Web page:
Interseeding alfalfa in early spring (April) is the recommended practice in the Northern Great Plains. Good initial alfalfa stands can result from interseedings in mid May if growing conditions are favorable. However, interseeding alfalfa in mid May is more risky than April. Crested wheatgrass competition is higher in May than in April. Growing conditions also become less favorable for establishment in June and July. Interseeding alfalfa at Fruitdale in late April 2010 would have provided more establishment time before grasshoppers consumed the stand. Critical establishment time may be lost by delaying interseeding into mid May.

Sod suppression. Below canopy PAR is linearly related to crested wheatgrass canopy cover. As crested wheatgrass canopy cover increases, below canopy PAR will decrease. The grass stand, growing conditions, and management (e.g. grazing or no grazing) affect crested wheatgrass canopy cover.

Clethodim herbicide significantly (P < 0.05) increased below canopy PAR levels at each location in both experiments. Seedling frequency and height can also be significantly increased by clethodim application. However, growing conditions (e.g. moisture) appear to have a greater influence on alfalfa establishment than clethodim application. Alfalfa establishment may not be considerably improved in certain situations when clethodim is applied. Increased light levels do not provide much benefit to seedlings if moisture is lacking. Grasshoppers will also consume alfalfa stands whether clethodim is applied or not.

Alfalfa can initially establish in crested wheatgrass without clethodim application if growing conditions are favorable. Low crested wheatgrass cover is also beneficial for establishment. Lack of grazing for more than one growing season and high moisture may result in thick, trashy stands. Thick vigorous growth and old residue comprise these stands. Thick, trashy stands may not be an ideal environment for establishing alfalfa, particularly if grass is not suppressed using herbicide.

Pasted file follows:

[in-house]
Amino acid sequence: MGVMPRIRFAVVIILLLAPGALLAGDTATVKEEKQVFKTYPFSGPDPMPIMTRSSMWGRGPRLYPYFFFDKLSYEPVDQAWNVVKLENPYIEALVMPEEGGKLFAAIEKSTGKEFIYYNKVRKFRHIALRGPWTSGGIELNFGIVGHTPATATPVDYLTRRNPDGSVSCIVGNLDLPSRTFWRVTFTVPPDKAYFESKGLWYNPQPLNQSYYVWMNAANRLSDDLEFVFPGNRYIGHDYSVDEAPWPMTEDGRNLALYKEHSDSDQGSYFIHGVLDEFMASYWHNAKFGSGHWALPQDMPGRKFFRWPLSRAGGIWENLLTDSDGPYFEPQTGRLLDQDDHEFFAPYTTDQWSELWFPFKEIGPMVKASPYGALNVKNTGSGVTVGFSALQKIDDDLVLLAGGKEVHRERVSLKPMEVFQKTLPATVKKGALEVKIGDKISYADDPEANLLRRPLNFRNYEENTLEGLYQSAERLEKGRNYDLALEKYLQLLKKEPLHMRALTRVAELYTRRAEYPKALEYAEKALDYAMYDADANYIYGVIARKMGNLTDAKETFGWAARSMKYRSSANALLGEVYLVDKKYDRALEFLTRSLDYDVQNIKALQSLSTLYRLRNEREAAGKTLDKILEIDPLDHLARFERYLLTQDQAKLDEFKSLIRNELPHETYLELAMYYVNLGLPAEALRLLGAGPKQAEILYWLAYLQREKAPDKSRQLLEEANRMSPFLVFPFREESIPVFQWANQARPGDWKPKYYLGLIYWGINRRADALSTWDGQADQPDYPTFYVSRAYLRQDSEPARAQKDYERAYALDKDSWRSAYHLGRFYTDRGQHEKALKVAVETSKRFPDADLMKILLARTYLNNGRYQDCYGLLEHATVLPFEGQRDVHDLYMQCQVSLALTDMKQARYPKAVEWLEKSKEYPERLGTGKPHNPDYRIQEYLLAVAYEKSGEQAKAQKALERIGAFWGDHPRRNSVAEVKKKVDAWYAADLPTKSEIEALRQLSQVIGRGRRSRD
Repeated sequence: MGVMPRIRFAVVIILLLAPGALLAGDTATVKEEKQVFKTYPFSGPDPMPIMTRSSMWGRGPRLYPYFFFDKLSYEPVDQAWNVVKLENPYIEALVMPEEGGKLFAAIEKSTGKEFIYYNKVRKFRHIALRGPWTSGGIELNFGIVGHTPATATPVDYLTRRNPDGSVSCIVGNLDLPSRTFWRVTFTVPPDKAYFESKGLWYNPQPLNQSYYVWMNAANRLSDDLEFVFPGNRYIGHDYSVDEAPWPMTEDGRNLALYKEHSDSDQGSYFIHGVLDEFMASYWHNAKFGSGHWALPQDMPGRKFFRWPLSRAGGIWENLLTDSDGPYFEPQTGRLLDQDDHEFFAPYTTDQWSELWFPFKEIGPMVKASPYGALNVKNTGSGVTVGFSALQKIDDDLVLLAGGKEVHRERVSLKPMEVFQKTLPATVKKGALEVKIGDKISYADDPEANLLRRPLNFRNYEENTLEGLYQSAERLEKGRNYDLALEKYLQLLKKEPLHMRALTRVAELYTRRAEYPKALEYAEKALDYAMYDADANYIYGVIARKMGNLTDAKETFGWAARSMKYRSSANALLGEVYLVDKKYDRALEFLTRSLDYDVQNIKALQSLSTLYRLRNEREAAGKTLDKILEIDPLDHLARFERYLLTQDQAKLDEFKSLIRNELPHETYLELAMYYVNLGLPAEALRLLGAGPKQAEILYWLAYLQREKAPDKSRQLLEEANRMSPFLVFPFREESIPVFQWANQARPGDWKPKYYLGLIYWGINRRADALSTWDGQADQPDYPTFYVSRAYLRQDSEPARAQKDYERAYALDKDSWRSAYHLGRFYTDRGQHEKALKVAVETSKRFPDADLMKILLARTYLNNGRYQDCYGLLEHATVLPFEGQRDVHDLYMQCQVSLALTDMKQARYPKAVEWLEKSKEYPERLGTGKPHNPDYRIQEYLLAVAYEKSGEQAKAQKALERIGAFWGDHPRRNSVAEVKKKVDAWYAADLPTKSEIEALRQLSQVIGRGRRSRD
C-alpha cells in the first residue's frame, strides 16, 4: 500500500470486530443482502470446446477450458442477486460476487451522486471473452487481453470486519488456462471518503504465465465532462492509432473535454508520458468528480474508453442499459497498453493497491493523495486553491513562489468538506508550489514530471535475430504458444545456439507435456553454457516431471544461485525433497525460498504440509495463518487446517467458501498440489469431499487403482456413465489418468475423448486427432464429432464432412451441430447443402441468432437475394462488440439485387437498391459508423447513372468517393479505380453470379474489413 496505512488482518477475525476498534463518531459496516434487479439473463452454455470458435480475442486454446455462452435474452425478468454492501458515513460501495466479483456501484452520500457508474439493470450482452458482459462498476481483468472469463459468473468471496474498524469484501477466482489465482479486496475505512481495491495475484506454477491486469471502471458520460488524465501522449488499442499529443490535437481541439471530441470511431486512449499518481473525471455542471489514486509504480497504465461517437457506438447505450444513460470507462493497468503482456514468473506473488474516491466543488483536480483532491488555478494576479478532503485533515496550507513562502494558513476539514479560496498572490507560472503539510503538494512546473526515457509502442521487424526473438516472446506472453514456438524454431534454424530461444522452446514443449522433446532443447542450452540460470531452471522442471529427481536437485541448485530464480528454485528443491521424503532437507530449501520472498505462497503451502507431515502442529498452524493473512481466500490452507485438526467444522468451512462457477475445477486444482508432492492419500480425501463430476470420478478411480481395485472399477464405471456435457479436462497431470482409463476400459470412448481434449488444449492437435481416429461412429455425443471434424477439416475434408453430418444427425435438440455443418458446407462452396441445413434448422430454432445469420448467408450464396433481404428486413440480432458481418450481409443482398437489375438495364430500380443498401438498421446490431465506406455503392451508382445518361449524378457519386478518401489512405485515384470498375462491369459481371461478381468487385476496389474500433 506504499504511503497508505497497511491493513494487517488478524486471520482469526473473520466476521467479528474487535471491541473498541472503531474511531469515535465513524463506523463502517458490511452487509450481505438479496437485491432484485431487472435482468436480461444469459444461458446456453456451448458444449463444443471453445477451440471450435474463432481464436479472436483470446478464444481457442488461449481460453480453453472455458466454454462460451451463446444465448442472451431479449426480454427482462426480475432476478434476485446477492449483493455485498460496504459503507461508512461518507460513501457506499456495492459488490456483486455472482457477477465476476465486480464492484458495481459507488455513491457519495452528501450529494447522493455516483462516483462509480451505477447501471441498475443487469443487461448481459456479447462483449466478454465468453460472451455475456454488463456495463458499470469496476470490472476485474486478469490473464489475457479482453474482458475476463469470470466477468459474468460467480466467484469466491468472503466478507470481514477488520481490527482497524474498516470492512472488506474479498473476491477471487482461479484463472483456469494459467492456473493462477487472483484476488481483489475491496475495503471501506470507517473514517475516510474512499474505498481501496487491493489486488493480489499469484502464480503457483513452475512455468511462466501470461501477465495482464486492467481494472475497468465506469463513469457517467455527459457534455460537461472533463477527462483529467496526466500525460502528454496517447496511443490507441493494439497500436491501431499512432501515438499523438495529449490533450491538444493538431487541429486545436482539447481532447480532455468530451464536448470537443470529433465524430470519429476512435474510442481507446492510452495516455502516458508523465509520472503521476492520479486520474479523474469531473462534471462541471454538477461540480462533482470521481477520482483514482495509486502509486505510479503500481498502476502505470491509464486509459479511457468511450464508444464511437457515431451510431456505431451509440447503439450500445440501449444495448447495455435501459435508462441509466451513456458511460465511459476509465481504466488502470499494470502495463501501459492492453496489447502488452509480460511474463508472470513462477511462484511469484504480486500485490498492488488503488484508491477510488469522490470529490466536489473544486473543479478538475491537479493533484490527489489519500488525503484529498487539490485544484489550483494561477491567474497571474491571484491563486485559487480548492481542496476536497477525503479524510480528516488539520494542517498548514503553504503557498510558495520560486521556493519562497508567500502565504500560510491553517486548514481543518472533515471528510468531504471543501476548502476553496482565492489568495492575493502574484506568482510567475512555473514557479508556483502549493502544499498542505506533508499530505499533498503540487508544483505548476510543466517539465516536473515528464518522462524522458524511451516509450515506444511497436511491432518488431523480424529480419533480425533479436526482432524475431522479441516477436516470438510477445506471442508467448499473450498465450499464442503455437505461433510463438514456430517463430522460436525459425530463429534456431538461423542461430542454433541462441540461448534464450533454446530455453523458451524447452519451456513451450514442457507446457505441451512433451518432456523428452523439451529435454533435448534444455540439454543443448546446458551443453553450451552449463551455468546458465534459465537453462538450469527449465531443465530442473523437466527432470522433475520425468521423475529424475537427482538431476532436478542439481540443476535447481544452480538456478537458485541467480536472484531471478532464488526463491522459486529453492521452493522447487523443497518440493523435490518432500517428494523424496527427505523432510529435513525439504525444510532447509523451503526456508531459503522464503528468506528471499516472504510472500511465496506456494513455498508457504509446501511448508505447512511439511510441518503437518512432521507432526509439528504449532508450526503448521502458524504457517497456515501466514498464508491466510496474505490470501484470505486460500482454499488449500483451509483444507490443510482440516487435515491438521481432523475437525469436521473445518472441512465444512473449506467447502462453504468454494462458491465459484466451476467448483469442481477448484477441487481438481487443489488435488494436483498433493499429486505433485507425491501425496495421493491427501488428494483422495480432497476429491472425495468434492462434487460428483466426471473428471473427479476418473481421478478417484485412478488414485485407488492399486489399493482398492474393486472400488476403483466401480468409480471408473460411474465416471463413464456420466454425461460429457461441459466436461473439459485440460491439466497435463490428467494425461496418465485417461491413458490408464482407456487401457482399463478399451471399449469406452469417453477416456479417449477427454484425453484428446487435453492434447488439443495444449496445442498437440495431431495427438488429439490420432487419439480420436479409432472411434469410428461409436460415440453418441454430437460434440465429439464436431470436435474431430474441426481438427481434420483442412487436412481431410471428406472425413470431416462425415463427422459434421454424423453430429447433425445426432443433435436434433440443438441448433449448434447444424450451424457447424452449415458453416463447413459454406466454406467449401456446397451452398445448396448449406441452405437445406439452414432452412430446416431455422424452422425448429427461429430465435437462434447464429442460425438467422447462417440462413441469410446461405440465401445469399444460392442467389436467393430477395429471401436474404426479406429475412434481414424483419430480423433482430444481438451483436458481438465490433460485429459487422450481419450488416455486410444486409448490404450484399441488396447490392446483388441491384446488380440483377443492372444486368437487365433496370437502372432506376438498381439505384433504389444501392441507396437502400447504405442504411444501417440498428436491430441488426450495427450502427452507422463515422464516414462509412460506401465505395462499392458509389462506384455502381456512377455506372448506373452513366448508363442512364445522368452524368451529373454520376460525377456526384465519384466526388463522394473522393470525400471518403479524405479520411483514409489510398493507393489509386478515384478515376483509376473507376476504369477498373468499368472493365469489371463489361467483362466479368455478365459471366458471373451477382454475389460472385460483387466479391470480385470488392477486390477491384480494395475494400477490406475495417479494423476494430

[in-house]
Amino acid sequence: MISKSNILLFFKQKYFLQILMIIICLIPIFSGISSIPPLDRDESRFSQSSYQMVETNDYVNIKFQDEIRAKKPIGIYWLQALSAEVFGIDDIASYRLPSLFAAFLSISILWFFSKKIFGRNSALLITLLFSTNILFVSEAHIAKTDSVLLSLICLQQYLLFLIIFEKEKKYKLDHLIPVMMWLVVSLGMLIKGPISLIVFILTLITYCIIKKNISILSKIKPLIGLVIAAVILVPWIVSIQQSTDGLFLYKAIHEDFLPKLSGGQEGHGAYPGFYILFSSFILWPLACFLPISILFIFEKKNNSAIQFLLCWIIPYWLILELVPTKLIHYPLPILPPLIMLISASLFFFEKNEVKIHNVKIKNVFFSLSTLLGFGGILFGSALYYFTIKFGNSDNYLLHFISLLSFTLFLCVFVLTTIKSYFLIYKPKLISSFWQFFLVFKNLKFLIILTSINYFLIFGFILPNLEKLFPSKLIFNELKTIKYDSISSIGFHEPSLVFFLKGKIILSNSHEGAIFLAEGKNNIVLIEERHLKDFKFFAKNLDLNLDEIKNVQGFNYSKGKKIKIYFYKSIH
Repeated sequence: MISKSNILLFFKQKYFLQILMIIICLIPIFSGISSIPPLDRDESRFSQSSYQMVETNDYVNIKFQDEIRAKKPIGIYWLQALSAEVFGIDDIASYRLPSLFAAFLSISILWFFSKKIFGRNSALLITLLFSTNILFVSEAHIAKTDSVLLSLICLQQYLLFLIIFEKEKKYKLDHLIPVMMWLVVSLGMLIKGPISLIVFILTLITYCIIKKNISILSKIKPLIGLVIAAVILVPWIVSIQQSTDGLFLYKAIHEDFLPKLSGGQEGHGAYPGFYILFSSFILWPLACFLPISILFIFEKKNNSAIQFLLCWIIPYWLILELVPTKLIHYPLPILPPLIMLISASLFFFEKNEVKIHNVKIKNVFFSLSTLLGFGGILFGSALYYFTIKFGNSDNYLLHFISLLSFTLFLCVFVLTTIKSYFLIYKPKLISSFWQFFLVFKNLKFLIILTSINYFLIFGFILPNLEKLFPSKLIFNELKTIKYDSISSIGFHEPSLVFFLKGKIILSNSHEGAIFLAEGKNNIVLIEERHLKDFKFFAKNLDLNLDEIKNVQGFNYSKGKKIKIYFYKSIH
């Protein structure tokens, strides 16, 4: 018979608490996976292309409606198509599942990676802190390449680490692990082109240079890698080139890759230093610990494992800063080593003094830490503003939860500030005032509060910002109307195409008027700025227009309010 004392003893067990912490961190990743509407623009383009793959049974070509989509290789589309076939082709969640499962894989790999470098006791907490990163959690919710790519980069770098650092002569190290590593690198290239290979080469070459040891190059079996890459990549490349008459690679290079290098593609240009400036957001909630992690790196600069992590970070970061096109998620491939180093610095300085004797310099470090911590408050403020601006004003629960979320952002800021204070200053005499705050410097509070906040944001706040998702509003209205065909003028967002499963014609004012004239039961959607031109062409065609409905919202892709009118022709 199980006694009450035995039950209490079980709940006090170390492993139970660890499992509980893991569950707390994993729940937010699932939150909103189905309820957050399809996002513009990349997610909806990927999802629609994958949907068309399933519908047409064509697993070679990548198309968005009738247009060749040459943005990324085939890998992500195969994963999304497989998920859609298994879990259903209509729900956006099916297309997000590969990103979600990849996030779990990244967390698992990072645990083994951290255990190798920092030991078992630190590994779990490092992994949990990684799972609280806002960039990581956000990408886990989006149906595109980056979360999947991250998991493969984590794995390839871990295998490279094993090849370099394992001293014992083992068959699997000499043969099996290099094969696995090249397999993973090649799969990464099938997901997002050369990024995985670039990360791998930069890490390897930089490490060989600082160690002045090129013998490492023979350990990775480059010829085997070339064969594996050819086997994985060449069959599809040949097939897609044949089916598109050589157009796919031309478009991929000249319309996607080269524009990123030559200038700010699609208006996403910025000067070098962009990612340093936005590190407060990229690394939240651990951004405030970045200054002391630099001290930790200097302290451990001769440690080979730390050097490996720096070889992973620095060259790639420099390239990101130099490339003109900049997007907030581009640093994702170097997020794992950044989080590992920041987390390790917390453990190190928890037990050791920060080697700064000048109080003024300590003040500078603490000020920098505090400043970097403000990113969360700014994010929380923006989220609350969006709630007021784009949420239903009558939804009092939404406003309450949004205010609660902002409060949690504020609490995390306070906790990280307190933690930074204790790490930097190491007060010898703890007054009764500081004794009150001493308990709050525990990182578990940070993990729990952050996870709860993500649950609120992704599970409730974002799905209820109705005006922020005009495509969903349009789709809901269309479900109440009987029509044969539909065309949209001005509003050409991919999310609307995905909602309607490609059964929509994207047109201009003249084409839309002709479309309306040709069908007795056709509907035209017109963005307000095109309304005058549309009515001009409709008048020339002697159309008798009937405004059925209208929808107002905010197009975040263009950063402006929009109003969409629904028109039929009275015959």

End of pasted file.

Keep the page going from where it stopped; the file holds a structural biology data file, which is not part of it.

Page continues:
Heavy sheep grazing at Fruitdale in spring 2010 was found to reduce surface plant material of a thick, trashy stand. Conditions were dry when the stand was grazed. Heavy grazing weakened crested wheatgrass and animal impact reduced standing residue to a surface mulch. Alfalfa interseeded into this environment in mid May 2010 looked excellent until grasshoppers consumed the stand. Crested wheatgrass remained short and thin for the remainder of the growing season.

Participation Summary

Educational & Outreach Activities

Participation Summary:

Education/outreach description:

Misar, C.G. 2011. Evaluation of yellow-flowered alfalfa (Medicago sativa L. subsp. falcata [L.]Arcang.) for grazing in the Northern Great Plains. Master’s thesis, 198 p.

Misar, G.G., L. Xu, R.N. Gates, A.A. Boe, P.S. Johnson, and C.S. Schauer. 2011. No-till interseeding yellow-flowered alfalfa (Medicago sativa subsp. falcata) into crested wheatgrass (Agropyron cristatum) stands: initial establishment. Presented at the 64th Society for Range Management Annual Meeting, Billings, MT, Feb. 6-10.

Misar, C.G., L. Xu, R.N. Gates, A.A. Boe, P.S. Johnson, and C.S. Schauer. 2010. Interseeding yellow-flowered alfalfa in crested wheatgrass: an overview. Presented at the Joint Meeting of the South Dakota Society for Range Management, South Dakota Soil and Water Conservation Society, and Professional Soil Scientists Association of South Dakota, Watertown, SD, Oct. 5.